It was in Boston that Thomas wrote the first of his songs he thought were really good, but disgruntlement with the Boston coffeehouse scene — "everybody was way too supportive of each other" — and love inspired him to move next to Minneapolis. He liked his parents being 30 minutes away, and disliked the girl he'd imagined himself in love with turning out to be a suicidal alcoholic.

"There are only so many shouting matches you can have on a staircase with somebody threatening to slash her wrists before you realize, 'This probably isn't a healthy situation.'"

He fled back to Milwaukee, where he was miserable "living in a shitty cold attic with spiders and drinking my mind away." He got beaten up, relieved of $3, and left for dead walking home from a party. He thought maybe he'd give Madison a try.

Thomas arrived on the first day of 2004, bought a computer and recording software with money he'd managed to squirrel away, and formed a band, the Downtown Brown, with himself as singer and songwriter. They moved into a house on Monroe Street together and, over the course of a year, recorded an album, Real Like Theater, in between establishing themselves as favorites at Luther's Blues. But then, just before their album was about to be completed, a key member declared himself tired of life below the poverty line and abandoned music for Internet development. But Blake landed on his feet, forming a trio with a pedal steel guitarist and the Brown's fiddle player, and securing a Monday night residency with two fellow musicians at Brocach.

"I loved playing there. We were treated well, and even paid well."

He was also giving guitar lessons and felt financially stable for the first time ever. After a year and a half at Brocach, he recorded his 40 Minutes album in three days, less than a hundredth as long as the first album had taken. In "Kaitlyn," a distillation of a great many Dylan love songs (and "The Times They Are a-Changin'"), and "Seahorses" it contained two tracks of rare beauty.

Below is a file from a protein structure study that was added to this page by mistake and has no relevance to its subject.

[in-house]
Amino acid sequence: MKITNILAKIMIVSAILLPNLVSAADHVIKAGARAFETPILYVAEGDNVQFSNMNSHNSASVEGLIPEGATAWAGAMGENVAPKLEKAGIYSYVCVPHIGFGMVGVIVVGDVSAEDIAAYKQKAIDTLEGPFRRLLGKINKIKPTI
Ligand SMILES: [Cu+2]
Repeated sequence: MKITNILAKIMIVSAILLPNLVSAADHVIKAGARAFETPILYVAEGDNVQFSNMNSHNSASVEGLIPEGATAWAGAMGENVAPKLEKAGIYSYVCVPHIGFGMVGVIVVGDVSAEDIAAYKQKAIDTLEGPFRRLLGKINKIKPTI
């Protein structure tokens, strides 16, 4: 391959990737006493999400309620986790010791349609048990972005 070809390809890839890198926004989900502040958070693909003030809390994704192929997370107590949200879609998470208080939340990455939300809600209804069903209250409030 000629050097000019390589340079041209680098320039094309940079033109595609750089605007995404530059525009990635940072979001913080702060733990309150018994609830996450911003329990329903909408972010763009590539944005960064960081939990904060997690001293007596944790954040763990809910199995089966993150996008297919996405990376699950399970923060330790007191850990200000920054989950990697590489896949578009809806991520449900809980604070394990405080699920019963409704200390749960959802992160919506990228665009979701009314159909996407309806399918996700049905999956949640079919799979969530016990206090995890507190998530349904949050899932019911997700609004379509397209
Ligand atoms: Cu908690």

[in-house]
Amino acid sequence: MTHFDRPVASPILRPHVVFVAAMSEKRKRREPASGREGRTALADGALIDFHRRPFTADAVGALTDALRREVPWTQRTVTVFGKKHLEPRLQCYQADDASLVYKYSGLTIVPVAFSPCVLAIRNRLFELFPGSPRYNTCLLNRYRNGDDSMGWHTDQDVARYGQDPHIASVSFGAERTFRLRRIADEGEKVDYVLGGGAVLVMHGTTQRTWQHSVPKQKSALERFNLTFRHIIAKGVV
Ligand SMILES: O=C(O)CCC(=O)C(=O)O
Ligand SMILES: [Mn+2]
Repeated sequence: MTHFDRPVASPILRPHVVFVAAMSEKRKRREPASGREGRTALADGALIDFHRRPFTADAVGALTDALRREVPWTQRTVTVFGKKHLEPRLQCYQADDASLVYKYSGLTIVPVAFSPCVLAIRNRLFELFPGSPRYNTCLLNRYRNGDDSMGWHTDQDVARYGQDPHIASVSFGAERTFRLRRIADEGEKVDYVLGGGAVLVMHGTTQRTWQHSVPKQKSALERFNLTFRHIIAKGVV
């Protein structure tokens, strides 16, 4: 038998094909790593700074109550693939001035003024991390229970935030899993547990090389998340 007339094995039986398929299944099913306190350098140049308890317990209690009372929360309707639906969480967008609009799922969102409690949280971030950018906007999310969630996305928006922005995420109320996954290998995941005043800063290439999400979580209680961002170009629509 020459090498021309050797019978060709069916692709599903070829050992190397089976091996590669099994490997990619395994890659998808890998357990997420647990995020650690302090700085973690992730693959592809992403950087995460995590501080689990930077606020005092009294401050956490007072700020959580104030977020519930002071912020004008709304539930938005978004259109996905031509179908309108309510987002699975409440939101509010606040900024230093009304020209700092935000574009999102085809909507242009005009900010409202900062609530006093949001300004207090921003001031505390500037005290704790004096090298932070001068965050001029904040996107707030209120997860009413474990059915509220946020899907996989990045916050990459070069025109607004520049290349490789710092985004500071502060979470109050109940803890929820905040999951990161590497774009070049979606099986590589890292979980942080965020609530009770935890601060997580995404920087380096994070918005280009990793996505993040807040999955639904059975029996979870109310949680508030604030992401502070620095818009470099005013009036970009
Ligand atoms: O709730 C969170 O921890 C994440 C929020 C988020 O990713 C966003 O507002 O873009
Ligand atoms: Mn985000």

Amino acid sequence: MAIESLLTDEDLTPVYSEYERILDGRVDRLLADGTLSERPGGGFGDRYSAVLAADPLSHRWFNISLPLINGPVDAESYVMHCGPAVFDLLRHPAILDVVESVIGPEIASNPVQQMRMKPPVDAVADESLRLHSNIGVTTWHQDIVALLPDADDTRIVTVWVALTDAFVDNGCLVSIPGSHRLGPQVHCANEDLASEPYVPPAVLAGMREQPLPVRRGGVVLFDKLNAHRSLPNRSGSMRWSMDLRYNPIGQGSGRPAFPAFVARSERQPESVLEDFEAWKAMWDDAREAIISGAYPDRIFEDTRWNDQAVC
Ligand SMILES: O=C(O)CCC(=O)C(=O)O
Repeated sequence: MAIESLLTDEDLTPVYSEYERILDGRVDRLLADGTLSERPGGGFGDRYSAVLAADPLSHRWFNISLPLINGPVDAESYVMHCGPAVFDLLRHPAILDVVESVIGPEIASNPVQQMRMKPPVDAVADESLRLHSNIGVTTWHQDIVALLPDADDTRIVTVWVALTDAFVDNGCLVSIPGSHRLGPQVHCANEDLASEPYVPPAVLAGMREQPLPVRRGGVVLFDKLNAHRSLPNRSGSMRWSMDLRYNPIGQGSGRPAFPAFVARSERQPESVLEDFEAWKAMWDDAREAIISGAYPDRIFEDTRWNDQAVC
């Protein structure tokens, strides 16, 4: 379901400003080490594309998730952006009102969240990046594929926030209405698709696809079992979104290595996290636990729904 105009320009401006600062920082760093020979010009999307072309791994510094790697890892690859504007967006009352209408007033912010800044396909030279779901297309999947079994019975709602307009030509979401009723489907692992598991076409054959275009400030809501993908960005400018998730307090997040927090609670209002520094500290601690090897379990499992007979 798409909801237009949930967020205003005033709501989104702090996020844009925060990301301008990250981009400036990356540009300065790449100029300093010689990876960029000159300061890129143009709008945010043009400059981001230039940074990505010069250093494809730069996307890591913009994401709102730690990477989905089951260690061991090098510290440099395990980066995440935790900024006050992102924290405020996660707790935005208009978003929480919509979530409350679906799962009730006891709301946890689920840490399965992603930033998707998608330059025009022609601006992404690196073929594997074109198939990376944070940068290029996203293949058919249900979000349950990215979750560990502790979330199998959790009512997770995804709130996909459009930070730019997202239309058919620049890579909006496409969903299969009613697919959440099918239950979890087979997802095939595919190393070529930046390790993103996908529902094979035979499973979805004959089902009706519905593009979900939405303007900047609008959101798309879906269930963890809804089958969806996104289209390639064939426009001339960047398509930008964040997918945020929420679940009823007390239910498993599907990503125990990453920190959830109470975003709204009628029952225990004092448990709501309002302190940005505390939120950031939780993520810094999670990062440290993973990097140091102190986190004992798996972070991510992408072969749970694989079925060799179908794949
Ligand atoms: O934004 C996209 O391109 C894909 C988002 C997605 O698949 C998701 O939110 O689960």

Two weeks before he was scheduled to move to Texas — "Whenever I'm any place too long, I get wacky, and I wanted to see where Guy Clark and Townes Van Zandt had played" — Thomas fell seriously in love for the first time. Once down in Austin, though, he learned that the object of his affection had decided to reconcile with her old boyfriend in Nebraska. He spent the next month "getting obliterated, drinking all my money away" until his friend Josh Harty, another Madison musician of note, later to become a member of the Ingersoll Street household, rescued him, taking him on a grueling self-booked two-month tour.

Lacking the funds, at tour's end, to return to Texas, he moved into local music booster Kiki Schueler's basement for six months, and eventually got himself booked at both Mickey's and the Crystal Corner, where he regularly performs the songs of others with his (and Harty's) band the Classic Tawnies. A few weeks after he and members of the Blueheels moved into the house on Ingersoll Street, he did the bulk of the recording of Flatlands in a single day and declared himself "in a really good place mentally for the first time in a while, reconnecting with people from my past, saying sorry for being such a fuckup."

Not, of course, that he's repudiated alcohol-fueled up-fucking. "I love drinking," he says, "though I certainly don't want to wind up like [his hero, country singer] Townes Van Zandt, who pretty much drank himself to death. That would be a bitch.

"Mostly I do it to attain pleasure rather than escape pain, though I do find life kind of boring. If there were a good reason to quit drinking, I would. But unless you're losing jobs and losing friendships, I think you're probably okay.